The versatile chatelaine has been worn over the centuries by women all over the world. Women in ancient Rome wore chatelaines with ear scoops, nail cleaners, and tweezers. Women in Roman Britain wore ‘chatelaine brooches’, and in the 16th century wealthy Dutch ladies wore them as watch chains. In spite of the great variety of times, places and objects that might have been involved, the basic chatelaine consists of a pin or brooch which may be fastened to a bodice or waistband, or a hook that can be slipped over the waistband of a skirt. From this pin or hook, any number of small chains are suspended, and on the end of each chain is some item that the lady might find useful.


In the Barrington House collection in Prescott, Arizona, is a chatelaine with all of the required instruments for administering opium. While this is a very rare example, others are far more common. A seamstress wouldn’t be without her sewing chatelaine, which would commonly have a scissors sheath, within rested a tiny pair of scissors, a small case for needles, perhaps a thread cutter, a thimble case, a pin cushion, or even a bodkin; a small tweezer-like tool that would grip a piece of ribbon or cord that could then be threaded through a bit of lace or other embellishment. The lady of a grand house or her head housekeeper would typically wear a chatelaine from which were suspended the keys to the linen press, the silver drawer, or any other box or hutch that contained items valuable to the family. The woman with the keys to all the many desks, chest of drawers, food hampers, pantries, storage containers, and many other locked cabinets was “the woman of  the household.” As such, she was the one who would direct the servants, housemaids, cooks and delivery servicemen and would open or lock the access to the valuables of the house. On the chatelaine would hang the keys which gave her the authority over who could access what within the household. Frequently this hostess was the senior woman of the house.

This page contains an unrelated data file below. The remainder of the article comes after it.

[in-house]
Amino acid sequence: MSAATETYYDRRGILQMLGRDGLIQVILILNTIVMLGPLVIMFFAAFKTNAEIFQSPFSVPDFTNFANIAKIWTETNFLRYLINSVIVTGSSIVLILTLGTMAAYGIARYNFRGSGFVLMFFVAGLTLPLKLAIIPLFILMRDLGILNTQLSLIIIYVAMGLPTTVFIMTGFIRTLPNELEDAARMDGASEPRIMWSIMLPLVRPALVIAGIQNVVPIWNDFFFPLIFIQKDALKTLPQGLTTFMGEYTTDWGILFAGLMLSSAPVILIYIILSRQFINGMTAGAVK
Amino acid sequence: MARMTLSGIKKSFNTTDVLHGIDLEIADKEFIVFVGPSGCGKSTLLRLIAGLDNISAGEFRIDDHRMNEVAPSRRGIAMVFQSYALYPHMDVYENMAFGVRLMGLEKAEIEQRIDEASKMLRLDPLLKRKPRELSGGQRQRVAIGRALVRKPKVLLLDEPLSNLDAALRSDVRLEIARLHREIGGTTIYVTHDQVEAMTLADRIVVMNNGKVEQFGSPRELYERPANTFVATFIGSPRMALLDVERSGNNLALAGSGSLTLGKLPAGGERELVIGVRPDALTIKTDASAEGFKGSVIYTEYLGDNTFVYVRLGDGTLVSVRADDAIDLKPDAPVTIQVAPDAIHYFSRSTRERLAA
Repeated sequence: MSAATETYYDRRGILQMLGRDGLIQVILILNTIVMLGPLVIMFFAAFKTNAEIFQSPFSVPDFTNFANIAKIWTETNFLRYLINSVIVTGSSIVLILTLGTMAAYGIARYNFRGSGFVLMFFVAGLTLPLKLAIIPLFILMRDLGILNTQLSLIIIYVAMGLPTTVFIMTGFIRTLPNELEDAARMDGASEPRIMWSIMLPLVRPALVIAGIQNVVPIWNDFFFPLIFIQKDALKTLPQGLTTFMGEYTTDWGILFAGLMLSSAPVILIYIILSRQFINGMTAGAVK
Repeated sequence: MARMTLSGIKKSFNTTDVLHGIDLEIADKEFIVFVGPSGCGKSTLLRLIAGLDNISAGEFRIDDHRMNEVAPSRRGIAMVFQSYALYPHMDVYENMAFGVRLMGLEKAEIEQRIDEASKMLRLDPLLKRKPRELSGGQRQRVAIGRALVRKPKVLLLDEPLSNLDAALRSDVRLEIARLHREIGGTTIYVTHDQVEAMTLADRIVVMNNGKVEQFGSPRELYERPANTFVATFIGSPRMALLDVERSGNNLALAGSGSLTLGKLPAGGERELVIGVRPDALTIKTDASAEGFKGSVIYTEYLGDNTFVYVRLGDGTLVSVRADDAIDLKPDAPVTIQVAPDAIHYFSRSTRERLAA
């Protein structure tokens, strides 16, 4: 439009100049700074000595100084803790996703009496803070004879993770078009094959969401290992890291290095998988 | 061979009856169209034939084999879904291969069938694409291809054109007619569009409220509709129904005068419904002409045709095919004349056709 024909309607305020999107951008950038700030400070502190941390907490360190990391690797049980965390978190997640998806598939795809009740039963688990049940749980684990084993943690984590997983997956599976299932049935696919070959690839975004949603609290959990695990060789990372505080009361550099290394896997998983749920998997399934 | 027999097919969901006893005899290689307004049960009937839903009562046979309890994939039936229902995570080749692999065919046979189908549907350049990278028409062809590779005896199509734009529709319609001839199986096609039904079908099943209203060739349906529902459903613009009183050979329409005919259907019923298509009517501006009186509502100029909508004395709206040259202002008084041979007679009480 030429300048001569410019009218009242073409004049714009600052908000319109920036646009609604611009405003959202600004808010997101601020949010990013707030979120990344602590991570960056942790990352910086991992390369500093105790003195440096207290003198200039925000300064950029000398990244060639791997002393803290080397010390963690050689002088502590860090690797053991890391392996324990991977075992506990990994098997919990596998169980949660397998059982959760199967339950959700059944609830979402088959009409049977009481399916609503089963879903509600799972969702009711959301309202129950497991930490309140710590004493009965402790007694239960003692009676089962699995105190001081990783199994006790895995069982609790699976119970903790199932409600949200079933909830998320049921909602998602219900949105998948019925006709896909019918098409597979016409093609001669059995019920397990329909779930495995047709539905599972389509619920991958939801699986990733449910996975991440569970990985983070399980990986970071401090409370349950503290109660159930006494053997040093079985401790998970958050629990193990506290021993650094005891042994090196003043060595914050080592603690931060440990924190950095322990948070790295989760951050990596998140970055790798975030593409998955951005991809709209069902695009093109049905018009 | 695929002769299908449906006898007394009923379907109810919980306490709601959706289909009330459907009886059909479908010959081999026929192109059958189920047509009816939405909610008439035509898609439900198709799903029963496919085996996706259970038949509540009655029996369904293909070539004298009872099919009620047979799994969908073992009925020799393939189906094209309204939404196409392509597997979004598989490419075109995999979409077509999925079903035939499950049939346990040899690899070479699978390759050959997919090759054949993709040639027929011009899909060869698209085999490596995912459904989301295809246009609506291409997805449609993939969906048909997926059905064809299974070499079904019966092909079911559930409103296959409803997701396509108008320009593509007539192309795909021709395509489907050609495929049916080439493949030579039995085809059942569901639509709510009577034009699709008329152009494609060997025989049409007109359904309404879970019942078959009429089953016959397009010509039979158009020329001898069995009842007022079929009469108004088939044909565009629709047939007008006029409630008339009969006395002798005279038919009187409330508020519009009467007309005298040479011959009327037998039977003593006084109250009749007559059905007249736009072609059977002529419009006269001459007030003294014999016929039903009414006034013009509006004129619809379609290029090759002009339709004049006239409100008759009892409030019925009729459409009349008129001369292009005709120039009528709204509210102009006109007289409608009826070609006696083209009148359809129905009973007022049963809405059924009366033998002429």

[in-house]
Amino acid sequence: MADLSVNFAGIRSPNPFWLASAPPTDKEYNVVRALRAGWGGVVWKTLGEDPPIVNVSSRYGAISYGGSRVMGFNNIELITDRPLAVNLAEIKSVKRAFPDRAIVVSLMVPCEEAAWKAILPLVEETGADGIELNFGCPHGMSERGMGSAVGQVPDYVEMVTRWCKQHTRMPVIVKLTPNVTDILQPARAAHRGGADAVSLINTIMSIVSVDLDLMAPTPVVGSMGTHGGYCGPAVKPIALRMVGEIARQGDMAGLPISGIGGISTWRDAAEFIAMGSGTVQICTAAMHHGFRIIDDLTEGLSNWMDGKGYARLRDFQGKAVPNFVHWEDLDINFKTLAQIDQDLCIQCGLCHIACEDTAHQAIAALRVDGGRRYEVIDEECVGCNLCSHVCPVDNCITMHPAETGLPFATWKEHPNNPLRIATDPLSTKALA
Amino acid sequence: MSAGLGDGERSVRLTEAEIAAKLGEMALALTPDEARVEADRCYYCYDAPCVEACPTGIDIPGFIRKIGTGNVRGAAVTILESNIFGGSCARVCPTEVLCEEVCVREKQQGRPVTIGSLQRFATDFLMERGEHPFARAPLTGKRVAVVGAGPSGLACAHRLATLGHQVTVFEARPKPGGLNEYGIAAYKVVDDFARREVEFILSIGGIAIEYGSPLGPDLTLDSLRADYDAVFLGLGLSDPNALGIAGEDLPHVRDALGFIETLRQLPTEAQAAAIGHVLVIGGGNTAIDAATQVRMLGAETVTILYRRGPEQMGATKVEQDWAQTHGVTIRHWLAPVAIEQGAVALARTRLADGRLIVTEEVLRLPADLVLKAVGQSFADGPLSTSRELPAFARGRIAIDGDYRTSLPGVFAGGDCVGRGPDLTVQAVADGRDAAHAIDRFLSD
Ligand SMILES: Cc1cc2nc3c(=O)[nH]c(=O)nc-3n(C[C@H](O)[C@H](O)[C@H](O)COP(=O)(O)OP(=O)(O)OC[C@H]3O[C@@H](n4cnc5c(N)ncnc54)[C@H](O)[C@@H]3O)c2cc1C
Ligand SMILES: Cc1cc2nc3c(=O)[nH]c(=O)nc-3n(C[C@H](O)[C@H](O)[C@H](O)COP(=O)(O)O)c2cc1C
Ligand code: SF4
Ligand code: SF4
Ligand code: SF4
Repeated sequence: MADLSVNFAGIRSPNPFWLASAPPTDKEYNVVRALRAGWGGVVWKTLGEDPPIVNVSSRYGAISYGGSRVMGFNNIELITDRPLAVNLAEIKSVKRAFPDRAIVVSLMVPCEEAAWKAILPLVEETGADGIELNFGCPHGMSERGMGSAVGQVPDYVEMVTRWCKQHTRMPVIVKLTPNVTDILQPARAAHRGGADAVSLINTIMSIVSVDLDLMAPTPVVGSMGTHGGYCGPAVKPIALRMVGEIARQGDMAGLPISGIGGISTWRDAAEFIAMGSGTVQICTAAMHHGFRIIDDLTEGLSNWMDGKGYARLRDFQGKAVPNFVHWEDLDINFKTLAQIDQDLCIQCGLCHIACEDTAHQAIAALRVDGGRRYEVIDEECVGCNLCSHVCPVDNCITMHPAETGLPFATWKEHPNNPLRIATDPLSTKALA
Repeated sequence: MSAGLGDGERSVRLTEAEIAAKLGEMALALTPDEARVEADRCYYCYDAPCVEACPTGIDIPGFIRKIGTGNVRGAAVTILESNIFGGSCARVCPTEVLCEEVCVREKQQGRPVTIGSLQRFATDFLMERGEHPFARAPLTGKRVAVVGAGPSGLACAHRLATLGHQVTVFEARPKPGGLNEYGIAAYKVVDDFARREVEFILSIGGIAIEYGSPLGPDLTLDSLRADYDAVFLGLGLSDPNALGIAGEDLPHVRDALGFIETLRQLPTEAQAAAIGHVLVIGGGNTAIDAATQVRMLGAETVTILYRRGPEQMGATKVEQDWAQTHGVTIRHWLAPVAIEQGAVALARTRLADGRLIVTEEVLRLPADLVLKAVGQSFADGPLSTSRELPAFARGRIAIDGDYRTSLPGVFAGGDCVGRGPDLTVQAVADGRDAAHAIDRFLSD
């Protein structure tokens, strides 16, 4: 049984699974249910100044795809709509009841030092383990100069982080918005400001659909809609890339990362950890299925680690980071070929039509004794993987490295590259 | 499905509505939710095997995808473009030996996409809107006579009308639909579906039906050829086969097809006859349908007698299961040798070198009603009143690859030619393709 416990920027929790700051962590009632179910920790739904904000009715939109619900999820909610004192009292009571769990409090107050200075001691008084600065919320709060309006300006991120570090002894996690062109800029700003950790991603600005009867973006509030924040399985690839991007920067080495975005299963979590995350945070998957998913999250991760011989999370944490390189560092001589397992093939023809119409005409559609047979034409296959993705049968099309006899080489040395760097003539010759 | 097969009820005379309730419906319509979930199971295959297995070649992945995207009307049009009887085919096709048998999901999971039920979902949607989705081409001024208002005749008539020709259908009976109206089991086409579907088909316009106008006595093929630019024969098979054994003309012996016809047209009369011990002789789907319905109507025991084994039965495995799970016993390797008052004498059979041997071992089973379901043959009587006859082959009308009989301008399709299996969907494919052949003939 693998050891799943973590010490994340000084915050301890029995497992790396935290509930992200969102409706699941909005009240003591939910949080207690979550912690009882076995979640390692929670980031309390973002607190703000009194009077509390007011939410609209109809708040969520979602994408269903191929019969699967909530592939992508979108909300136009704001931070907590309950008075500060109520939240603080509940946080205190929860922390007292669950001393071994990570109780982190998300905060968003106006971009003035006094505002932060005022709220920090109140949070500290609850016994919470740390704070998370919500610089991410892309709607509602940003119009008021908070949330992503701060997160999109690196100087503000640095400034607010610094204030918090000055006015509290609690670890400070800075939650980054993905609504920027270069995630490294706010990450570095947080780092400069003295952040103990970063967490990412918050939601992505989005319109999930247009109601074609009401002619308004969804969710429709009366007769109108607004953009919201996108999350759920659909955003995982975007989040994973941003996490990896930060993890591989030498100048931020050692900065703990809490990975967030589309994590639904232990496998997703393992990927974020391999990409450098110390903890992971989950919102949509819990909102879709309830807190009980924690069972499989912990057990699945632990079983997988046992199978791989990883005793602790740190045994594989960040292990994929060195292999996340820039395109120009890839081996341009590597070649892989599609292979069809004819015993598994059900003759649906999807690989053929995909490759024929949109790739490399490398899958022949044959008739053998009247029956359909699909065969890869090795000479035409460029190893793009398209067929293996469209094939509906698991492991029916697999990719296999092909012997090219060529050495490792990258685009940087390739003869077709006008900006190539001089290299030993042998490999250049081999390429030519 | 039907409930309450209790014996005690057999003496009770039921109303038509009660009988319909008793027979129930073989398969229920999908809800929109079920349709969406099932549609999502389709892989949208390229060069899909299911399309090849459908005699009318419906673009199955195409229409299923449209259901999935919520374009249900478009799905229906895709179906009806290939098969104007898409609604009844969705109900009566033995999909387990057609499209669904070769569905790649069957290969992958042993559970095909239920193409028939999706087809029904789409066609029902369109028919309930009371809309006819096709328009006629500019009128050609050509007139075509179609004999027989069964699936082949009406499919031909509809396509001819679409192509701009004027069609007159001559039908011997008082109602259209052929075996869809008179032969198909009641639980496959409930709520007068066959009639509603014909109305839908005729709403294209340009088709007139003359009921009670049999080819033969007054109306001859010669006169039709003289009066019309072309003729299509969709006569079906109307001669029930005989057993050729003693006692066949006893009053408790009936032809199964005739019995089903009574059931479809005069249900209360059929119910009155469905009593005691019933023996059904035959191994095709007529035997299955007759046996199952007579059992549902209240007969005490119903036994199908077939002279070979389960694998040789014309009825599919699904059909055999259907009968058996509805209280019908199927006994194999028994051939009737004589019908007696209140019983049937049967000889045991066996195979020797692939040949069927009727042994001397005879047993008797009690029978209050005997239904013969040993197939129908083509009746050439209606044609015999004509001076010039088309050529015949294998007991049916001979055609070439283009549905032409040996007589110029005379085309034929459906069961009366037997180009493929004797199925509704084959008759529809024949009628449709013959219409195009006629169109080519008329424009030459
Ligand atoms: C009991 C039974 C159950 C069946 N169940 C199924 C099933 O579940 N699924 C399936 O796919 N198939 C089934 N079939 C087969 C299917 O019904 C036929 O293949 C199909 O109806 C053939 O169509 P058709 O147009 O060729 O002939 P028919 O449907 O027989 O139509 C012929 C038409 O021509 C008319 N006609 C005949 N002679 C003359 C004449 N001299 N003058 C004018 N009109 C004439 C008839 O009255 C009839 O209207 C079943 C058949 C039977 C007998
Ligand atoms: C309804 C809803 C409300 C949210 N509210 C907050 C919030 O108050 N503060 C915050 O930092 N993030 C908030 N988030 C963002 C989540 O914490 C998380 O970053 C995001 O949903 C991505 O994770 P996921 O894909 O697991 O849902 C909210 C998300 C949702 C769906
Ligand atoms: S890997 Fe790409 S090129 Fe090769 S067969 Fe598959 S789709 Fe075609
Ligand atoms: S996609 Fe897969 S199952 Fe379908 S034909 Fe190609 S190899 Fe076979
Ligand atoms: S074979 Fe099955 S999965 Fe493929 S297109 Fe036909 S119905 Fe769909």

When a young lady married a son and moved into his father’s house, the son’s mother would usually hold on to the keys. However, if the mother became a widow, the keys and their responsibilities and status were often passed to the oldest son’s wife. Younger women and daughters in the house often wanted the appearance of this responsibility, and would often wear a pretty chatelaine without the keys, but with a variety of other objects instead. Especially bright and glittering objects that could be used to start a conversation were attached instead of the keys.


The name chatelaine derives from the French term châtelaine and was originally used disparagingly, as it referred to a device designed to have all the tools necessary for the woman of the household to sort out any problem she may encounter in her day. However, this negative term soon lost any derogatory meaning, as the item was always practical and often beautiful as well.


At Recollections, we currently offer three varieties of chatelaine. One chatelaine has keys, another is set up for a seamstress, and the third type is a Steampunk chatelaine. Since finding original chatelaines and the objects to hang from them is cost-prohibitive for most people, ours are made from reproduction pieces and offered at a far less dear cost. Once you have a chatelaine of your own, you may want to add your own items to personalize it just for yourself.